- London 2012 - Cycling
Woe for Cavendish as Vinokourov takes gold
The British team of Bradley Wiggins, Chris Froome, David Millar and Ian Stannard shut down an early break and looked poised to deliver Cavendish at the finish, but a 30-man break formed shortly before the final climb up Box Hill and they were unable to peg it back as it was left to Vinokourov to beat Rigoberto Uran - a Team Sky colleague of many of the Team GB boys - in the sprint for gold.
On the back of Wiggins' Tour de France win, confidence was high in the GB camp that they could deliver renowned sprinter Cavendish into a position to win the race over the closing stages, but they were given scant help by the other nations and it proved too much for them to control the race.
A 12-man breakaway went out early and got a lead of over six minutes at one stage. The GB squad kept their tempo and the original break was pegged back but a second group formed, one that included time-trial king Fabian Cancellara.
Cancellara looked well set to deliver one of his famed long breaks, but as they entered Richmond Park the break-away started to splinter and in a shocking twist for Cancellara he lost control at a corner and hit the deck hard.
That ended his chances - and possibly his time-trial bid next week, as he immediately went off for an X-ray on his shoulder - but the rest of group kept their composure to stay away and in the final five kilometres Vinokourov and Uran jumped away.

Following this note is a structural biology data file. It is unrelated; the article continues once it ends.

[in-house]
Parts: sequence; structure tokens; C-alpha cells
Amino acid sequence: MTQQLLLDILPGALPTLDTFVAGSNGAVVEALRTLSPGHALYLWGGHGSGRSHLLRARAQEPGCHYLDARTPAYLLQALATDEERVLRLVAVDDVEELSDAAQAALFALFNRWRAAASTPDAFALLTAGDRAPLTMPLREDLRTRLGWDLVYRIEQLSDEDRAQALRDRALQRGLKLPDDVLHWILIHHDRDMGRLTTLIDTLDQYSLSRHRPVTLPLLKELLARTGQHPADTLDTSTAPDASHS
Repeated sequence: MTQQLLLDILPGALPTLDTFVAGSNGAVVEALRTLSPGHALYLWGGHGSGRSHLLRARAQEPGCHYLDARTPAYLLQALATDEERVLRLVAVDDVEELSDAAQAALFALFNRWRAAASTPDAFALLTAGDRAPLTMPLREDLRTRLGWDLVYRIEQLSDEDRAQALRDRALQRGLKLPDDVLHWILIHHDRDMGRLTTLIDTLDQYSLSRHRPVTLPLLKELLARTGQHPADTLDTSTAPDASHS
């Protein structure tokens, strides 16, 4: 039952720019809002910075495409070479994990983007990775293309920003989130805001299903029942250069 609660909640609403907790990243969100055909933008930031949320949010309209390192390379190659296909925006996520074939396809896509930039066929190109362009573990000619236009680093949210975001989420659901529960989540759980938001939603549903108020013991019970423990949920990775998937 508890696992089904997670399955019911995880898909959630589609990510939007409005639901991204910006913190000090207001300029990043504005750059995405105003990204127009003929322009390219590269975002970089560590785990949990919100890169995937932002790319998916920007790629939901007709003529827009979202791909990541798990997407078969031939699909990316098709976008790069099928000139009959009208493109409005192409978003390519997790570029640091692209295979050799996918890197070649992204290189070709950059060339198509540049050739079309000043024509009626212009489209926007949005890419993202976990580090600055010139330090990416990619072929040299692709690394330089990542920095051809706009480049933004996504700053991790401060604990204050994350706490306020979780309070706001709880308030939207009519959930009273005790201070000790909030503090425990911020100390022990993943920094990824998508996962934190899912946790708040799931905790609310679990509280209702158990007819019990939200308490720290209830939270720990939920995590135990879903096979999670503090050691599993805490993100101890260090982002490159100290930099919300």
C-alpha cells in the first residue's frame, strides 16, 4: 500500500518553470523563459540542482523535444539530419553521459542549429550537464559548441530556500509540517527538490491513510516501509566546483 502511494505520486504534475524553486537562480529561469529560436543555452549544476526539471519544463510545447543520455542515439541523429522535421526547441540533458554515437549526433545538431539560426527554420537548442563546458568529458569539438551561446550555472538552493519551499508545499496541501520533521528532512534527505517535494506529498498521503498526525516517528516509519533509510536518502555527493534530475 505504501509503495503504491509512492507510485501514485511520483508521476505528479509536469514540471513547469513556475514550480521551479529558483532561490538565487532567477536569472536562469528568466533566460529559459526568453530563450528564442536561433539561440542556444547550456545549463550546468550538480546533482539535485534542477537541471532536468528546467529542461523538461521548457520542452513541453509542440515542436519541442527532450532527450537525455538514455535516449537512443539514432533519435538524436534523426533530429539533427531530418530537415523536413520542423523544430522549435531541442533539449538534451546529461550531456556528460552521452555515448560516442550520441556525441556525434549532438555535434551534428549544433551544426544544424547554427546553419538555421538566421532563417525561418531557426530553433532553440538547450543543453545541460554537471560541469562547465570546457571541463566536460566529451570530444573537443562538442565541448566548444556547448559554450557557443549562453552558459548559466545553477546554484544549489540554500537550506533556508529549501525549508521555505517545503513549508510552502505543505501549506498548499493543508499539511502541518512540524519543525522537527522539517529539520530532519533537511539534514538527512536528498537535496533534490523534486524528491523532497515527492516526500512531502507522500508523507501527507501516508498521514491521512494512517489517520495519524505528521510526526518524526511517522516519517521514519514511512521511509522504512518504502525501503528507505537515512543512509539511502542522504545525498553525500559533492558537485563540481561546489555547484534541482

They worked superbly all the way to The Mall, at which point Uran made the mistake of looking over his wrong shoulder as Vinokourov seized his chance to storm away and claim gold - 12 years after taking silver in Sydney.
Alexander Kristoff of Norway won the sprint for bronze, while a dejected Cavendish rolled in amongst the main pack.
Afterwards, disappointed Cavendish lamented the lack of support from within the rest of the peloton - noting that teams seemed to be more content to see the British squad fail than look to enhance their own chances and risk getting into a sprint with the Manx rider.
"We did our race the way we wanted to," Cavendish said. "It seems like most teams are happy not to win, as long as we don't win. That's the story of our lives in cycling. We've got to take it as a compliment, but it's bitterly disappointing.
"We can't make excuses. We did everything we wanted to do and more. I couldn't be more proud of my team-mates. They're absolutely spent."
Meanwhile Vinokourov, who served a two-year ban for blood doping back in 2007, intimated that he will finally retire after this memorable end to his career.
"It will be a nice way to finish off my career with a gold medal," the 38-year-old said. "After so many crashes returning to cycling was difficult but my family, my children and my parents were behind me all the time.
"I still have a metal plate in my femur so it was not easy and I had not won any stage at the Tour de France but I was still hoping today.
"I will still race in time-trial on Wednesday but I have the gold medal I wanted and after that I will consider retiring."